16 Responses to The Voice of the Helper

  1. Debbie November 17, 2014 at 3:06 am #

    A thought provoking article that reminds us our words as women are important and should be heeded as such when said in a humble, loving manner.

  2. Anonymous November 18, 2014 at 6:32 pm #

    Beautifully and thoughtfully written! And the New Testament without question affirms how the Savior valued and revered women. Women such as Mary Magdalene, Joanna, Susanna, Phebe and Priscilla were faithful disciples. Paul's comments to Titus show that Paul valued the teaching of women (Titus 2:3,4) Interestingly, Martha taught one of the most powerful sermons in the New Testament which continues to resound around the world today, “I believe that thou art the Christ, the Son of God, which should come into the world” John 11:20-27) It was a female, Mary Magdalene that received the first witness of the atonement and resurrection, the culminating events of the Savior's life, and then shared the good news with the apostles. Perhaps the Lord best taught how he honored women when he lovingly assured His mother's care in the midst of His agonizing suffering on the cross.

  3. Jan Zizka November 18, 2014 at 6:50 pm #

    Why are you not posting my comments-2010 women deacons?

  4. Wendy November 18, 2014 at 6:57 pm #

    Jan, comments close on posts after 30 days. I don't have the ability to monitor and respond to more than the current posts. Thanks for reading old stuff though. It's still important. :-0

  5. Wendy November 18, 2014 at 6:58 pm #

    That was supposed to be a smiley face.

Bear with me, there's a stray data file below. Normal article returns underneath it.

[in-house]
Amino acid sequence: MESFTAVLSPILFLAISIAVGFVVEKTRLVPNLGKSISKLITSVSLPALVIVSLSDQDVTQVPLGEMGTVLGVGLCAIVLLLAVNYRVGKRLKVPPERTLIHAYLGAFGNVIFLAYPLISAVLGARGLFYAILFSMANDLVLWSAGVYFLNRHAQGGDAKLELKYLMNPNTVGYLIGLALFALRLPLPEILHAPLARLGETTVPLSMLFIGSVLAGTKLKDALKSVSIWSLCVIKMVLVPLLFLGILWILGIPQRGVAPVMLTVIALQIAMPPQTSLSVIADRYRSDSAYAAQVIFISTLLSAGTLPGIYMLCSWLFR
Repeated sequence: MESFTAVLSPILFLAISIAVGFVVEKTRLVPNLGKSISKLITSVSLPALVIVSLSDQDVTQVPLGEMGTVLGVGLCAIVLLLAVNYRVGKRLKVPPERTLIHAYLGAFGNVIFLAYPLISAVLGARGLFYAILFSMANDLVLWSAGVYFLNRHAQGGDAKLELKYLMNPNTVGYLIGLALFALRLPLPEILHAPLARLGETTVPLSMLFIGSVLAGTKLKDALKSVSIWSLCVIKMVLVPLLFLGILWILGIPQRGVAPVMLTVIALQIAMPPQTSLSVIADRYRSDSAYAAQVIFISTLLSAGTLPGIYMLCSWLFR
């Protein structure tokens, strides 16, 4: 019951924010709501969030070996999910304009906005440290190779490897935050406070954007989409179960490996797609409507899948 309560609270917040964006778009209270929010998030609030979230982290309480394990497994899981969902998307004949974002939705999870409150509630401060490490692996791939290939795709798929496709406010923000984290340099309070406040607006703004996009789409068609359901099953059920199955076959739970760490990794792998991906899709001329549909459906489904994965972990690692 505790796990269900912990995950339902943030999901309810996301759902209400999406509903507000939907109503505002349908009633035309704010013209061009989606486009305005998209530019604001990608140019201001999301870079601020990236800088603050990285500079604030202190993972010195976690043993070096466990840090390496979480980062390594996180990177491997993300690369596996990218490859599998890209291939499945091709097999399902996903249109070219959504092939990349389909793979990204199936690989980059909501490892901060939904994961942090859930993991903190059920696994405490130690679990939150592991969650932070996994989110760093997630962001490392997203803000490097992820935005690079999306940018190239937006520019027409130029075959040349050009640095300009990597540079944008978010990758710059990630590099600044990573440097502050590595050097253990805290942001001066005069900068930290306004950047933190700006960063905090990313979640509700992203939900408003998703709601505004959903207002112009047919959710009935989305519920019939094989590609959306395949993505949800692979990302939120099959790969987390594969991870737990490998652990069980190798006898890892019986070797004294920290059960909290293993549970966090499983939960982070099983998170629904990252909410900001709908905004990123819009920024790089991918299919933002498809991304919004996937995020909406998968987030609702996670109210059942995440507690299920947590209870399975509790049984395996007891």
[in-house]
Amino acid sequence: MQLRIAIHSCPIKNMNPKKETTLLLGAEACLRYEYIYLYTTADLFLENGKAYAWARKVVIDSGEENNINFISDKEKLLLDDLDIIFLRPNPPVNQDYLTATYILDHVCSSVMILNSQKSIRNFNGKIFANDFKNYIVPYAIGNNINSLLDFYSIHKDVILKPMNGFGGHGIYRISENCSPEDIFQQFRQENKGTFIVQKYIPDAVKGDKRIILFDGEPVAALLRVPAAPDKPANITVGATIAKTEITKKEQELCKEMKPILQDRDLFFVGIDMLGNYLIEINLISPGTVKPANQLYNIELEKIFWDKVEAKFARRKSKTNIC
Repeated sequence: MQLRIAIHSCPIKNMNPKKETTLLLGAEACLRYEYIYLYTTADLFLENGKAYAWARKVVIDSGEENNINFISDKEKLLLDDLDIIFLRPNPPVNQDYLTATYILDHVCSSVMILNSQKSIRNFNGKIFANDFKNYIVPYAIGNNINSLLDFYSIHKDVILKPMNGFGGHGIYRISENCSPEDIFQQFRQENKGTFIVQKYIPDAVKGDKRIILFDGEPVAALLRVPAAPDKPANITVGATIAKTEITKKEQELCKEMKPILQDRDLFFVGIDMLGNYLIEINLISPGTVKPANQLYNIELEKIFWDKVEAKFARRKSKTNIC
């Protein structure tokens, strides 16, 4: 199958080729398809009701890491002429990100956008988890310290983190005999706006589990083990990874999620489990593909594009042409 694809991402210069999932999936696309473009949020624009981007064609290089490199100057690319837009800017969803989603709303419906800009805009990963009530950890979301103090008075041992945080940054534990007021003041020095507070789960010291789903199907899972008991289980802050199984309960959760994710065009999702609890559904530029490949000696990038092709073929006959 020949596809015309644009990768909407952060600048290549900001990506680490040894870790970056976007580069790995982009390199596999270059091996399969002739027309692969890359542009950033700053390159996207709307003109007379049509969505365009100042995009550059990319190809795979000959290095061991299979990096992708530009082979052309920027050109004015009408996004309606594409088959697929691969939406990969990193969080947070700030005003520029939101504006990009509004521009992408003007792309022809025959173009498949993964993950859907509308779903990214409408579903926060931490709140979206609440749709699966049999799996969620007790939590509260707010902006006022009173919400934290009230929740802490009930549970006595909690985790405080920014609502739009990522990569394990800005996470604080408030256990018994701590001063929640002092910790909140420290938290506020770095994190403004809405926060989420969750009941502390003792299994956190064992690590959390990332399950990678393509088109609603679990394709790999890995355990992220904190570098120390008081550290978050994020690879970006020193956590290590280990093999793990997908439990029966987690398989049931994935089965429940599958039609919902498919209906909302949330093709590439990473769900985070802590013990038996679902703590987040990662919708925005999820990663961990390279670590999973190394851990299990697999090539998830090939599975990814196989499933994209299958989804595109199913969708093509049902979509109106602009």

6. Jan Zizka November 19, 2014 at 6:56 am #

    This celebrity Pastor culture and their wayward lifestyle is destroying the Church. We must stop idolizing Pastors and instead look whether they are serving the God's Church as they should.

  7. Jan Zizka November 19, 2014 at 7:43 am #

    Women are allowed to be Apostles -those who evangelize and plant churches. In Romans 16:7 Apostle Paul calls a woman called Junia a prominent apostle.In Philippians 4:3 Paul calls 2 women-Euodia and Syntyche as his coworkers in Apostolic ministry. Also in 2 John,Apostle John calls himself the elder and address the letter to “chosen woman and her children” and ends the letter by saying “children of your sister send you greetings”.These 2 women were 2 apostles and the children the churches they planted.Bible scholars say these women could be Philip's daughters.

    Elder/Pastor should be only one person per every local Church, that is why Elder is addressed in singular and deacons addressed in plural in 1 Timothy 3.There should be no authority over the local church ,except for the authority of Lord Jesus Christ.

  8. Jan Zizka November 19, 2014 at 8:28 am #

    Women are allowed to be deacons in 1 Timothy 3:11-original greek text has “women” rather than “deacon's wives which is a later mistranslation by ignorant/selfish interest groups.
    In 1 Timothy 3:12,13 male deacons are instructed to rule their households and children well and those who do their job well will get better standing in Christian faith-that is they can be Elder/Pastor for the same instruction is given to Elder/Pastor to rule their children and household in 1 Timothy 3:4,5.While women are asked to obey their husbands in Ephesians 5:22-24,1 Timothy 2:11-15,1 Corinthians 14:34.Thus women are not allowed to be Pastors/Elders.

    Also head covering issue is another important thing with spiritual implications.Bible is clear that God given long hair is the head covering in place of veil(pagan custom)-1 Corinthians 11:15.And those who unveil themselves by cutting their long hair should go to the whole extend cut off(shorn) or shave off all their head hair,because long hair is the God given covering- 1 Corinthians 11:5,6.This is particularly important when women do public prayer or prophesy (ministry),because if they are not covered they are projecting man's glory.Covering is to block this man's glory that women's body project in the presence of God's glory.